In spite of fantasizing all her life about getting married in a festive ceremony, Popock’s wedding was completely different. “It was impossible to really call it a wedding”, she points out. “We arrived together to the Sharia court, where I converted to Islam and married him, when I was pregnant with my big girl Yasmin. Because I was a minor at the time of the wedding, from the Sharia court’s point of view, my father had to come there to accompany me and sign the required documents. He did sharply oppose the marriage, but saw that he had no other choice and preferred not to lose me, so he cooperated.”
It didn’t take long for Galit to wake up from the dream she had nurtured about her husband. “That same night after the wedding”, she says, “I wanted us to go up together to our home to celebrate our wedding. But he stayed with his friends downstairs and chatted with them. I went down and demanded he come up, and then it happened.” Mohammed grabbed Galit, hit her in her head and pulled her hair hard, in front of his friends and neighbors. When the freshly married woman, dazed and crying, returned home, she began to understand what was about to happen in the future. “At that stage, I considered leaving him right then and there. I felt humiliated, didn’t believe this was happening to me, but he came home afterwards, apologized and promised that this was a one-time thing. He suddenly seemed like a different person from the one who hit me before. I believed him and decided to stay with him.”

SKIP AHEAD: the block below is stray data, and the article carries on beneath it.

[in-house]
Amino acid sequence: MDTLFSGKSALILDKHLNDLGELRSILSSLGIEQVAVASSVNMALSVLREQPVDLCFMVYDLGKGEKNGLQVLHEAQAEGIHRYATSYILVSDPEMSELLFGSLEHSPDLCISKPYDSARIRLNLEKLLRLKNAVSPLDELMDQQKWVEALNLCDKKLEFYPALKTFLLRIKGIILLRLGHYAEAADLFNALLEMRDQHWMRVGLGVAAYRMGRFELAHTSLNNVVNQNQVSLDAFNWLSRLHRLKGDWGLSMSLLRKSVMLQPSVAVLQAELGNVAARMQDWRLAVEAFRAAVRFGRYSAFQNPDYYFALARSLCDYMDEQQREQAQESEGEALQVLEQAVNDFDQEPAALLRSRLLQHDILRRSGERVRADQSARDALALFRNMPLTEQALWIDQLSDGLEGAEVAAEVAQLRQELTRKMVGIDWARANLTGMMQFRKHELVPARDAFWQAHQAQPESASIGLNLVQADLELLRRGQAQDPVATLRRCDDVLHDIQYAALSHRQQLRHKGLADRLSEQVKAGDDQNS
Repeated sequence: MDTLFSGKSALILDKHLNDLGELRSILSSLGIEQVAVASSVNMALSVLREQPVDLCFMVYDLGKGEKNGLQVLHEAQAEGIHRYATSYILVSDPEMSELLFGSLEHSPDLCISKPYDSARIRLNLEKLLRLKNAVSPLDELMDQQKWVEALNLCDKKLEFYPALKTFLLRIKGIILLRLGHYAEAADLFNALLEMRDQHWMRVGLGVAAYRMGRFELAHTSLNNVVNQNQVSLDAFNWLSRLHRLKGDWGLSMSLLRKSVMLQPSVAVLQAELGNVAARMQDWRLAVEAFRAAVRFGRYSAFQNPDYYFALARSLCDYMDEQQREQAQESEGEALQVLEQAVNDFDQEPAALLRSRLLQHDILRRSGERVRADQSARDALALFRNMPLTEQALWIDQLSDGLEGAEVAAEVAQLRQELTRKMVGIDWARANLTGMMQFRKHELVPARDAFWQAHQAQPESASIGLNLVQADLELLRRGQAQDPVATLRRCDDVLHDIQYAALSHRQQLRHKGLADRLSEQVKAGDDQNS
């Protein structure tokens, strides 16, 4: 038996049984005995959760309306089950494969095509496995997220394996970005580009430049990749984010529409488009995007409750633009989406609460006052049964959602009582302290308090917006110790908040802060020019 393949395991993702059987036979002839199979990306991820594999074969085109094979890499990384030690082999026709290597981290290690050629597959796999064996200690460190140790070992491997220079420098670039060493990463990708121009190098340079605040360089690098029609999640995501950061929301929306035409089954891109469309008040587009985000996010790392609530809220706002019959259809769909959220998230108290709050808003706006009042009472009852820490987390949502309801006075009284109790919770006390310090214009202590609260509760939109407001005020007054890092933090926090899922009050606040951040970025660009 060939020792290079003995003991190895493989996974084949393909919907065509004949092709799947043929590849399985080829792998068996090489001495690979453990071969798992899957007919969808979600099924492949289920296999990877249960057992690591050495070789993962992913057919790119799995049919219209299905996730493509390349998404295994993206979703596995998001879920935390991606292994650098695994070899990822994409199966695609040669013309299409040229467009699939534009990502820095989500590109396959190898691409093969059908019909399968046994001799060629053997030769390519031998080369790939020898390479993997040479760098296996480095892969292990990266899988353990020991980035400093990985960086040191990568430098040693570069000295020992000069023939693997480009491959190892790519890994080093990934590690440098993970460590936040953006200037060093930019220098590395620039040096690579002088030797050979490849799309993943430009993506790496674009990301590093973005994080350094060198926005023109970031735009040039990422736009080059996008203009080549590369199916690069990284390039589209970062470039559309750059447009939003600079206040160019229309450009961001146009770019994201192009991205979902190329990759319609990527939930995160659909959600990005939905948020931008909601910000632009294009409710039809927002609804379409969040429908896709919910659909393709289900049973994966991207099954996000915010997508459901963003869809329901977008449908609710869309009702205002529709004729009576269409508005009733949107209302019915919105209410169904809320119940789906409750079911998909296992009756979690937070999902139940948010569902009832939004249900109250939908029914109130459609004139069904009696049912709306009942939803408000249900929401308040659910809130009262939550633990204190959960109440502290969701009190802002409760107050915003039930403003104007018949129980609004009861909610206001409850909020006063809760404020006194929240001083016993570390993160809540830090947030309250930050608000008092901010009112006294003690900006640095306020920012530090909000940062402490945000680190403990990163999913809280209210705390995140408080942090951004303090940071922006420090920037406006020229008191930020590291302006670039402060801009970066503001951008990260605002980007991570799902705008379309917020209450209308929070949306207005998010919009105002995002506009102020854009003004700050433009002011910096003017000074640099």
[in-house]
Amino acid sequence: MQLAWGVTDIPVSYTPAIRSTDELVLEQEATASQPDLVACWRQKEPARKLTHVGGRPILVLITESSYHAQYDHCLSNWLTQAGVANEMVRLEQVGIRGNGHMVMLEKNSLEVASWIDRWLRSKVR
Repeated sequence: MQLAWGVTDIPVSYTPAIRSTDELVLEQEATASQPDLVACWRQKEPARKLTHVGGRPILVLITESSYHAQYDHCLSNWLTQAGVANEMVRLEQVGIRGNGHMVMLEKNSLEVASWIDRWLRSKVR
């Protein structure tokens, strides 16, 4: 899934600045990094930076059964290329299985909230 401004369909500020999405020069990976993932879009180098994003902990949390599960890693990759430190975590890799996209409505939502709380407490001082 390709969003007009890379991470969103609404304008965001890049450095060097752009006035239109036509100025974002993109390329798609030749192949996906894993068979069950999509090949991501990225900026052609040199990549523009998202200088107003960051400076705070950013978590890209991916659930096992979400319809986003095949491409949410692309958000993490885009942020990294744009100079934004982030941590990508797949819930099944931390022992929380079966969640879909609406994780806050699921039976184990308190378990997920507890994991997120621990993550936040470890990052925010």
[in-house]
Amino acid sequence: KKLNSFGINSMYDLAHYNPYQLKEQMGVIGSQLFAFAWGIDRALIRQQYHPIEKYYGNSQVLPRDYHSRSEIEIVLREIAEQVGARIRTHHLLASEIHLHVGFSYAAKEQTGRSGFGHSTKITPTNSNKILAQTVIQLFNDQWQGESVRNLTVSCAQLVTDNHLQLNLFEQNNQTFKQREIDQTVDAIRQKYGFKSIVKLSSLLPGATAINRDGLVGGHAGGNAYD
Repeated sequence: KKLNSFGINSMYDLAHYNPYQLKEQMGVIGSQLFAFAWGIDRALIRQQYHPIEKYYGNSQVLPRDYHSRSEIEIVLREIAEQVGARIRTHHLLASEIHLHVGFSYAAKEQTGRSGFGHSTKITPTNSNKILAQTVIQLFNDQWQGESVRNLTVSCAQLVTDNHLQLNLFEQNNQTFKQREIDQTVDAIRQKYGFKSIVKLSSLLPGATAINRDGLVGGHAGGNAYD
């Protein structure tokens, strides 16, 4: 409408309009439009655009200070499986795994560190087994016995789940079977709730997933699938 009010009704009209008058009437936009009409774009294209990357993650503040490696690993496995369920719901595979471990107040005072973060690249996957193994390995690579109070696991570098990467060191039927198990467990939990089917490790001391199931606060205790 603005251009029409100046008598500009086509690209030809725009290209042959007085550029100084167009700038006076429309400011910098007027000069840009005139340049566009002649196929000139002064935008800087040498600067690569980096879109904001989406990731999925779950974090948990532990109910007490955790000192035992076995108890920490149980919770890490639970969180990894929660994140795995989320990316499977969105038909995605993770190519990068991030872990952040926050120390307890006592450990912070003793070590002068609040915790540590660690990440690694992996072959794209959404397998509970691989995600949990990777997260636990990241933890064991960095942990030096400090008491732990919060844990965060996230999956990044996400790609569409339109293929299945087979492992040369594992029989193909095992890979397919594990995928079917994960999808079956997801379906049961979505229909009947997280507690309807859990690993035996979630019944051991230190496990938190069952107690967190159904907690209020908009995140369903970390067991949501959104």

His words, as Galit found out very quickly, were just words of flattery. Her life turned into a real hell at that time. He started hitting her once every few days, and she was demanded to do everything he asked, while she suffered humiliation and terrible abuse.
Why didn’t you leave him at that stage?
“After going this far with him and not listening to any of the advice given me by my family to leave him, I wasn’t capable of going back to them. I had one friend whom I told that he hit me, and she warned me to get away from him, like from fire. But because of my connection with him, I was afraid they wouldn’t accept me anymore. I was also concerned about the possible difficulty in finding another mate if I left him. And we already had a daughter, so that’s why it was hard for me to leave, and so I remained beaten and humiliated”, she says.
A short time after their wedding, Mohammed went to her and asked her to join him on a visit to the Gaza Strip. “He asked me to come to Gaza so that our daughter Yasmin, with whom I was pregnant, would be born in Gaza near his parents’ home. When we got to his parents’ home, the bitter truth came clear to me: He had no intention of returning to Israel. I remained there, humiliated and deceived.”